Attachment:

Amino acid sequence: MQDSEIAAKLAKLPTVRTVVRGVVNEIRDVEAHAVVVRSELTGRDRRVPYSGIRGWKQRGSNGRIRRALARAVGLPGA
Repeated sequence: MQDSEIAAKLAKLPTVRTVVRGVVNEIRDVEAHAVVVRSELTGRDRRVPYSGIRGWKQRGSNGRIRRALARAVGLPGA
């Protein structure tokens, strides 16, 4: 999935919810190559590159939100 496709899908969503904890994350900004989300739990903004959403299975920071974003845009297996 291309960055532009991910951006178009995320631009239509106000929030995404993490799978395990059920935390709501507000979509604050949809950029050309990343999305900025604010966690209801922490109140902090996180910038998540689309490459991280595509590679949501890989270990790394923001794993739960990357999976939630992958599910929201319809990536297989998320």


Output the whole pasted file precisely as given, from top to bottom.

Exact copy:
Amino acid sequence: MQDSEIAAKLAKLPTVRTVVRGVVNEIRDVEAHAVVVRSELTGRDRRVPYSGIRGWKQRGSNGRIRRALARAVGLPGA
Repeated sequence: MQDSEIAAKLAKLPTVRTVVRGVVNEIRDVEAHAVVVRSELTGRDRRVPYSGIRGWKQRGSNGRIRRALARAVGLPGA
């Protein structure tokens, strides 16, 4: 999935919810190559590159939100 496709899908969503904890994350900004989300739990903004959403299975920071974003845009297996 291309960055532009991910951006178009995320631009239509106000929030995404993490799978395990059920935390709501507000979509604050949809950029050309990343999305900025604010966690209801922490109140902090996180910038998540689309490459991280595509590679949501890989270990790394923001794993739960990357999976939630992958599910929201319809990536297989998320």